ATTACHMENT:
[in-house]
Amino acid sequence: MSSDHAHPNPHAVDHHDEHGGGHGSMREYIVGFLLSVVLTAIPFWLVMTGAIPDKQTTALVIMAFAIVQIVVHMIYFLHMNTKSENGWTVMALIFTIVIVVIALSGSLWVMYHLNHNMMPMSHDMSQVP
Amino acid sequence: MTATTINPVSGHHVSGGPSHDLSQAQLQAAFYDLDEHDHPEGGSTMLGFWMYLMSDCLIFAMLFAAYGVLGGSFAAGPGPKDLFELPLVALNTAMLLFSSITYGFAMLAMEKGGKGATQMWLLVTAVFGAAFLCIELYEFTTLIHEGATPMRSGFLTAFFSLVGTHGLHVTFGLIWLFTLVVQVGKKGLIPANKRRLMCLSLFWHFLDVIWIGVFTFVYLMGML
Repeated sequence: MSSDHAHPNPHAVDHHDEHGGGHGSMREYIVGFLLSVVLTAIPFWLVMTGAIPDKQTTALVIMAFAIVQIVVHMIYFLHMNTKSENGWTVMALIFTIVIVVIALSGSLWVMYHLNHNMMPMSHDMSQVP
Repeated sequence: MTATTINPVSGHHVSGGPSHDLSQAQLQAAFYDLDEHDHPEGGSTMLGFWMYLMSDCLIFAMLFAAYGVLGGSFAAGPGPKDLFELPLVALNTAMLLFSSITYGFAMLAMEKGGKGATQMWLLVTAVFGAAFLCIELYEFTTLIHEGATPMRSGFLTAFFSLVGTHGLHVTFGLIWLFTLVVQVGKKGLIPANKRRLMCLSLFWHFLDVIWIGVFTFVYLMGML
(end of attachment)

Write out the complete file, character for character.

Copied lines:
[in-house]
Amino acid sequence: MSSDHAHPNPHAVDHHDEHGGGHGSMREYIVGFLLSVVLTAIPFWLVMTGAIPDKQTTALVIMAFAIVQIVVHMIYFLHMNTKSENGWTVMALIFTIVIVVIALSGSLWVMYHLNHNMMPMSHDMSQVP
Amino acid sequence: MTATTINPVSGHHVSGGPSHDLSQAQLQAAFYDLDEHDHPEGGSTMLGFWMYLMSDCLIFAMLFAAYGVLGGSFAAGPGPKDLFELPLVALNTAMLLFSSITYGFAMLAMEKGGKGATQMWLLVTAVFGAAFLCIELYEFTTLIHEGATPMRSGFLTAFFSLVGTHGLHVTFGLIWLFTLVVQVGKKGLIPANKRRLMCLSLFWHFLDVIWIGVFTFVYLMGML
Repeated sequence: MSSDHAHPNPHAVDHHDEHGGGHGSMREYIVGFLLSVVLTAIPFWLVMTGAIPDKQTTALVIMAFAIVQIVVHMIYFLHMNTKSENGWTVMALIFTIVIVVIALSGSLWVMYHLNHNMMPMSHDMSQVP
Repeated sequence: MTATTINPVSGHHVSGGPSHDLSQAQLQAAFYDLDEHDHPEGGSTMLGFWMYLMSDCLIFAMLFAAYGVLGGSFAAGPGPKDLFELPLVALNTAMLLFSSITYGFAMLAMEKGGKGATQMWLLVTAVFGAAFLCIELYEFTTLIHEGATPMRSGFLTAFFSLVGTHGLHVTFGLIWLFTLVVQVGKKGLIPANKRRLMCLSLFWHFLDVIWIGVFTFVYLMGML